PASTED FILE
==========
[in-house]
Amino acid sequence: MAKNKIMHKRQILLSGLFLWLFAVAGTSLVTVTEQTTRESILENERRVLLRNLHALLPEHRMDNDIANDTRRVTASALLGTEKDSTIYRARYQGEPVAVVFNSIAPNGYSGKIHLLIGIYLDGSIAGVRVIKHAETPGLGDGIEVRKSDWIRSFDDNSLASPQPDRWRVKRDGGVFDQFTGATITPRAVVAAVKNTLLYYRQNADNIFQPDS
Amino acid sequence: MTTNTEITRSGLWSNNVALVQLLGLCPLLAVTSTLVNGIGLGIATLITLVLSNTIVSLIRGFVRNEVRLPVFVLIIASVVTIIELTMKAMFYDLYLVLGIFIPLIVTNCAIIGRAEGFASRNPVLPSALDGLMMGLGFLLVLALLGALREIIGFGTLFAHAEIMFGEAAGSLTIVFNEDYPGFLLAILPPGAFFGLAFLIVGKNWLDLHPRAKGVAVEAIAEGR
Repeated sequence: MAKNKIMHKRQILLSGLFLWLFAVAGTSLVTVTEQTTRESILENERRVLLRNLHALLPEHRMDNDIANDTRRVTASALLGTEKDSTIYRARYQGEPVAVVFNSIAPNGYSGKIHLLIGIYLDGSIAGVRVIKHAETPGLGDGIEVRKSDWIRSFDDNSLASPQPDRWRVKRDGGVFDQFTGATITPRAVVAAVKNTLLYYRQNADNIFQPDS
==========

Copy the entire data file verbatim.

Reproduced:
[in-house]
Amino acid sequence: MAKNKIMHKRQILLSGLFLWLFAVAGTSLVTVTEQTTRESILENERRVLLRNLHALLPEHRMDNDIANDTRRVTASALLGTEKDSTIYRARYQGEPVAVVFNSIAPNGYSGKIHLLIGIYLDGSIAGVRVIKHAETPGLGDGIEVRKSDWIRSFDDNSLASPQPDRWRVKRDGGVFDQFTGATITPRAVVAAVKNTLLYYRQNADNIFQPDS
Amino acid sequence: MTTNTEITRSGLWSNNVALVQLLGLCPLLAVTSTLVNGIGLGIATLITLVLSNTIVSLIRGFVRNEVRLPVFVLIIASVVTIIELTMKAMFYDLYLVLGIFIPLIVTNCAIIGRAEGFASRNPVLPSALDGLMMGLGFLLVLALLGALREIIGFGTLFAHAEIMFGEAAGSLTIVFNEDYPGFLLAILPPGAFFGLAFLIVGKNWLDLHPRAKGVAVEAIAEGR
Repeated sequence: MAKNKIMHKRQILLSGLFLWLFAVAGTSLVTVTEQTTRESILENERRVLLRNLHALLPEHRMDNDIANDTRRVTASALLGTEKDSTIYRARYQGEPVAVVFNSIAPNGYSGKIHLLIGIYLDGSIAGVRVIKHAETPGLGDGIEVRKSDWIRSFDDNSLASPQPDRWRVKRDGGVFDQFTGATITPRAVVAAVKNTLLYYRQNADNIFQPDS